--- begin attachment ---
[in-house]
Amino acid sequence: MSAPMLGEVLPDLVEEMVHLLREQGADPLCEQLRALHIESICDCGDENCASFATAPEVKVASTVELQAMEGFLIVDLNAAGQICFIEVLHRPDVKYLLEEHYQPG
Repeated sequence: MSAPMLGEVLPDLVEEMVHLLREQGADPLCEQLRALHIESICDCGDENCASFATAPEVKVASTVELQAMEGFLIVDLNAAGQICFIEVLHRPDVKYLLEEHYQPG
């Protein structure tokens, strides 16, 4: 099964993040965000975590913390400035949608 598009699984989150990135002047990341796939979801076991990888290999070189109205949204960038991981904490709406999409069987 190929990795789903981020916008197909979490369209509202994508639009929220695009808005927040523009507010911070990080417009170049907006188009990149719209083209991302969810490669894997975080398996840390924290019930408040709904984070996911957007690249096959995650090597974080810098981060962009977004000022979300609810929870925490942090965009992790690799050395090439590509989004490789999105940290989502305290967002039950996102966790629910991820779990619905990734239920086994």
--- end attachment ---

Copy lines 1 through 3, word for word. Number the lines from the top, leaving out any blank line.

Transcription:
[in-house]
Amino acid sequence: MSAPMLGEVLPDLVEEMVHLLREQGADPLCEQLRALHIESICDCGDENCASFATAPEVKVASTVELQAMEGFLIVDLNAAGQICFIEVLHRPDVKYLLEEHYQPG
Repeated sequence: MSAPMLGEVLPDLVEEMVHLLREQGADPLCEQLRALHIESICDCGDENCASFATAPEVKVASTVELQAMEGFLIVDLNAAGQICFIEVLHRPDVKYLLEEHYQPG